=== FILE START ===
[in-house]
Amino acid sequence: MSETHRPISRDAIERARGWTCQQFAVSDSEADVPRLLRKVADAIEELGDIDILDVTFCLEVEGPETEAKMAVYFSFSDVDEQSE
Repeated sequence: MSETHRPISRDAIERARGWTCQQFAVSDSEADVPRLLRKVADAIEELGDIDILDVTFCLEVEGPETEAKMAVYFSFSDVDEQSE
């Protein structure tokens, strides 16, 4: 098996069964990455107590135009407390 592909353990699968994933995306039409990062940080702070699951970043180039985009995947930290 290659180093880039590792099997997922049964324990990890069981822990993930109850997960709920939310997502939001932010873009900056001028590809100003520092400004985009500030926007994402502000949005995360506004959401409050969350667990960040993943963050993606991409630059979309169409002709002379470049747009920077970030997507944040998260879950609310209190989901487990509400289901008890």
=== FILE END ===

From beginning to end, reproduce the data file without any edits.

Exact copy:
[in-house]
Amino acid sequence: MSETHRPISRDAIERARGWTCQQFAVSDSEADVPRLLRKVADAIEELGDIDILDVTFCLEVEGPETEAKMAVYFSFSDVDEQSE
Repeated sequence: MSETHRPISRDAIERARGWTCQQFAVSDSEADVPRLLRKVADAIEELGDIDILDVTFCLEVEGPETEAKMAVYFSFSDVDEQSE
């Protein structure tokens, strides 16, 4: 098996069964990455107590135009407390 592909353990699968994933995306039409990062940080702070699951970043180039985009995947930290 290659180093880039590792099997997922049964324990990890069981822990993930109850997960709920939310997502939001932010873009900056001028590809100003520092400004985009500030926007994402502000949005995360506004959401409050969350667990960040993943963050993606991409630059979309169409002709002379470049747009920077970030997507944040998260879950609310209190989901487990509400289901008890």